• "Better to monitor number of iterations per time step and time step used every time step." --> Do I set this monitor like so: Solution > Monitors > Report Files & select report definition: iters-per-timestep?

  • Raffael_MitrouRaffael_Mitrou Member Posts: 34


    • My porous zone parameters (resistance factors) are taken from previous works, so they are kind of "half guess values"? I surely have to adapt them later on...
    • What is the concept of phase slip? I haven't heard of that before.
    • I am using ANSYS 2019 R3.
  • DrAmineDrAmine GermanyForum Coordinator Posts: 6,642

    Please start them with no porous zone.

    You reduce maximum time size to 1 ms for example and use conservative time step change factors. Think about using barotropic gas material.

    Phase slip is slip velocity between phases.

  • Raffael_MitrouRaffael_Mitrou Member Posts: 34


    o How can I start without porous zone? I defined it in the Zone Condition of the corresponding zone and activated "porous model" and "laminar" there.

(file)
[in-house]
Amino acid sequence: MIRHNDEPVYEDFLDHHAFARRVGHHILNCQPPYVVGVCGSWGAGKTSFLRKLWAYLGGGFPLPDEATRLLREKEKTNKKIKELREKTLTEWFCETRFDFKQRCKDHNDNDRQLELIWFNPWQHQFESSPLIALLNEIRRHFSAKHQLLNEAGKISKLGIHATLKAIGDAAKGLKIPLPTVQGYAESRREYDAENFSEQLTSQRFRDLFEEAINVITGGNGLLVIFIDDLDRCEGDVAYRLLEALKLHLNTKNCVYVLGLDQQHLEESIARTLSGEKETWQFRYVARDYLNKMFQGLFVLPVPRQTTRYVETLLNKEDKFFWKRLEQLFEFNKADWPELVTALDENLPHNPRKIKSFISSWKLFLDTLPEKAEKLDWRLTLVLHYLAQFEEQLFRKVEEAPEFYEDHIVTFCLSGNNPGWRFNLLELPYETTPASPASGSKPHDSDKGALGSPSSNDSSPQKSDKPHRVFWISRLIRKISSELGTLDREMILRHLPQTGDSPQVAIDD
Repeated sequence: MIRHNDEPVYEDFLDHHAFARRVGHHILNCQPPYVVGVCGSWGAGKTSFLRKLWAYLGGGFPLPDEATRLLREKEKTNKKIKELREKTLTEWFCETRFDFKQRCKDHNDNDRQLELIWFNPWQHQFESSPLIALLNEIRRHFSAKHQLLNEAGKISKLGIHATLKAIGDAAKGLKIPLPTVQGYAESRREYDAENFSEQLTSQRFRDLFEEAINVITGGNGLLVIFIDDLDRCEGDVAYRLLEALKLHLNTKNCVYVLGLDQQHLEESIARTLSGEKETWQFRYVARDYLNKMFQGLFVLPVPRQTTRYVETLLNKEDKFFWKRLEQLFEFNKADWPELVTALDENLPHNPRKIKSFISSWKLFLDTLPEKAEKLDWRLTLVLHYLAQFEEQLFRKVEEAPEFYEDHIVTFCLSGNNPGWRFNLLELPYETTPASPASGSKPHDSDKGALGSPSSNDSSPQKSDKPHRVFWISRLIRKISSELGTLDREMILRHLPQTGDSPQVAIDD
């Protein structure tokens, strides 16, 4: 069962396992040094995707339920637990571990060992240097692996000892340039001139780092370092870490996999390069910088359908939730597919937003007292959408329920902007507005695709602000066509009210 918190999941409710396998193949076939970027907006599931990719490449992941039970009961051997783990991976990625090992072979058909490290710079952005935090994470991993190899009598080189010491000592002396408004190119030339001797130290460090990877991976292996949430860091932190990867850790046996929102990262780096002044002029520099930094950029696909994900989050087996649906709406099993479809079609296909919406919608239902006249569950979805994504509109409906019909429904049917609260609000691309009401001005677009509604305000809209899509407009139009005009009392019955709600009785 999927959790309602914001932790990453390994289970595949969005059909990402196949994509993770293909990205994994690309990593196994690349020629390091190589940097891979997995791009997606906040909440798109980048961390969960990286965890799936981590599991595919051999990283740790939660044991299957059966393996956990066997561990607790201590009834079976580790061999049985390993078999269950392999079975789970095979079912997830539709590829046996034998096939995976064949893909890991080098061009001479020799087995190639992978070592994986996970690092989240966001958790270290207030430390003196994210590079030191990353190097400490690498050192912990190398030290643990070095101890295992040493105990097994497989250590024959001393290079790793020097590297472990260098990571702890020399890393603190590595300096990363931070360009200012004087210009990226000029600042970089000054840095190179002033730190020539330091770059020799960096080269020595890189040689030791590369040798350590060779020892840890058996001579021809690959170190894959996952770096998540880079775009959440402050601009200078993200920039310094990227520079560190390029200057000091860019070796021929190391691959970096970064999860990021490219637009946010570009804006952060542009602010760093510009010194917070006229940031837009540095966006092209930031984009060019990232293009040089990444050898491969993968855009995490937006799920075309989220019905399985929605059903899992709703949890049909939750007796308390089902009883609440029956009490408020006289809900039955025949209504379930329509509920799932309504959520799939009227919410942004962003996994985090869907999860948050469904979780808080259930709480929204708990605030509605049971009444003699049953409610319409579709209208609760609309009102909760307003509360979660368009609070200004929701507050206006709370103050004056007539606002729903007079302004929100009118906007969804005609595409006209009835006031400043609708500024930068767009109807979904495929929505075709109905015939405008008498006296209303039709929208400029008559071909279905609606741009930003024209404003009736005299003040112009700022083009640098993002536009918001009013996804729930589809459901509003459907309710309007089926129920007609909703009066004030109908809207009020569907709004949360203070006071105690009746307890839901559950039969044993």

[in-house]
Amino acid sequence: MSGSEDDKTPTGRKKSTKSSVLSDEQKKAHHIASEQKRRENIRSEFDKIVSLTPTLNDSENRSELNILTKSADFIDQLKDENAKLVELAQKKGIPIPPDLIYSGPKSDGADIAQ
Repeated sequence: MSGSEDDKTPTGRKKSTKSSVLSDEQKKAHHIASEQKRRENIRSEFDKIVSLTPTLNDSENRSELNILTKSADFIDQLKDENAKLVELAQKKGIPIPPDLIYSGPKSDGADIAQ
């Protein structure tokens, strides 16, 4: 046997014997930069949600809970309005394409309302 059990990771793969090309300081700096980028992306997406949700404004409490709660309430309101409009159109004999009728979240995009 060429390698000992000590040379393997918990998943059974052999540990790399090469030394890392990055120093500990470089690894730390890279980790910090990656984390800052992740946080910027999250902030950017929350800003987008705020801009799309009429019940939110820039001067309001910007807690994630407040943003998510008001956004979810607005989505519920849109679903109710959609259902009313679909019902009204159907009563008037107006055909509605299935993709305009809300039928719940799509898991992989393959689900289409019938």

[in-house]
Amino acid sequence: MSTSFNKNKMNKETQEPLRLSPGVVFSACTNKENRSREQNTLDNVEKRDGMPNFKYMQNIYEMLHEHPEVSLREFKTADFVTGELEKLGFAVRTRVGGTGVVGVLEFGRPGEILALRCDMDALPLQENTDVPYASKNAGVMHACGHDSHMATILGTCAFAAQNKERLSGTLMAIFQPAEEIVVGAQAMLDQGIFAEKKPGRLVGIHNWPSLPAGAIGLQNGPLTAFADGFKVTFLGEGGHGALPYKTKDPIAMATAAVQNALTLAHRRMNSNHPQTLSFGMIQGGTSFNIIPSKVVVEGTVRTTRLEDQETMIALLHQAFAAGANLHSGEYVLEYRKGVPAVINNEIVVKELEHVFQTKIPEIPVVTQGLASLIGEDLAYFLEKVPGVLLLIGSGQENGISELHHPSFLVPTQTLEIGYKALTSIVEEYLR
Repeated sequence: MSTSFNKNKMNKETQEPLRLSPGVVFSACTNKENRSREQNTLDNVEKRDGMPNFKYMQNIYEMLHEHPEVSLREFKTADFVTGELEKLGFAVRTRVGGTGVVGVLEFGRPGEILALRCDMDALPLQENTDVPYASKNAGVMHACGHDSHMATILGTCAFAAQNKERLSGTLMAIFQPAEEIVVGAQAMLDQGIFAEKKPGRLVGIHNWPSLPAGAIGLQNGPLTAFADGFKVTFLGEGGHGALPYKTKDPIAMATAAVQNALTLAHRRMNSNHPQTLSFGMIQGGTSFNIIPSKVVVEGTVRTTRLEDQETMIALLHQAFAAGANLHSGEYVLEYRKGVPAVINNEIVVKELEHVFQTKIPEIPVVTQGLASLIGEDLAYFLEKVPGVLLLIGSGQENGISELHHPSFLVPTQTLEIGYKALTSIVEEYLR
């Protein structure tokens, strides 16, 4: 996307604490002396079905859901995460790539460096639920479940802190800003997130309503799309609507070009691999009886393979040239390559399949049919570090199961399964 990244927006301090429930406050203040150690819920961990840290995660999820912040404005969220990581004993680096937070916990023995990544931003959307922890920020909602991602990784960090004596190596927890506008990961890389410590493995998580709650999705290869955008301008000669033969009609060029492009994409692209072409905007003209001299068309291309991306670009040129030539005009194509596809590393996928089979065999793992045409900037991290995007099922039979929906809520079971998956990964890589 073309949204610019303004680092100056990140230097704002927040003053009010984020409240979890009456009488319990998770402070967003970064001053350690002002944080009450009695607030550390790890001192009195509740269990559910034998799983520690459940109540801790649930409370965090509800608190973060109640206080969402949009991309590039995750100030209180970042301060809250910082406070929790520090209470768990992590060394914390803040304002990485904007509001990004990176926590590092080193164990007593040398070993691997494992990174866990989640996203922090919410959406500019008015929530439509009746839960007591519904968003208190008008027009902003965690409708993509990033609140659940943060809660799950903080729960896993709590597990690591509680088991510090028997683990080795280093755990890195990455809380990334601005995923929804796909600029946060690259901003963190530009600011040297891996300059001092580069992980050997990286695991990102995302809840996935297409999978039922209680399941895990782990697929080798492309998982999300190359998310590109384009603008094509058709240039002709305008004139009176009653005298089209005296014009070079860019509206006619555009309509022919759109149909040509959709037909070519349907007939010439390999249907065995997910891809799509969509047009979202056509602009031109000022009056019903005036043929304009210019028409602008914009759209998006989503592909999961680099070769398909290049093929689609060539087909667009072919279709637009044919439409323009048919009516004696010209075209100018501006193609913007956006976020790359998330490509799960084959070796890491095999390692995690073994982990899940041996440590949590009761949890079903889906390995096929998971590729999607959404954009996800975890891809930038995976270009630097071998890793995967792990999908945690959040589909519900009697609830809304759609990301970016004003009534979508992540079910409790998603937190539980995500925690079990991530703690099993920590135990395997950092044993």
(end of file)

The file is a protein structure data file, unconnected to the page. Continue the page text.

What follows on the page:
o Referring to the time step change factors I found this:

    “Variable time stepping is not ideally suited to second order time formulation because the second order formulation does not take into account the time step size variation. However, by keeping the minimum time step change factor in the range 0.5–0.8 and the maximum time step change factor in the range 1.2–1.5 it can be used without severely affecting the second order time accuracy.”

    --> Therefore I chose min 0.5 and max 1.5. Is that considered conservative?

    o Where can I set the Phase Slip? Any recommendations?

  • DrAmineDrAmine GermanyForum Coordinator Posts: 6,642

    You just deactivate the porous option from Cell Zone Conditions.

    Within the actual version rely on second order time discretization and adaptive time stepping.

    Phase Slip is relative velocity between phases: VOF model does not account for that. Forget about this point for now.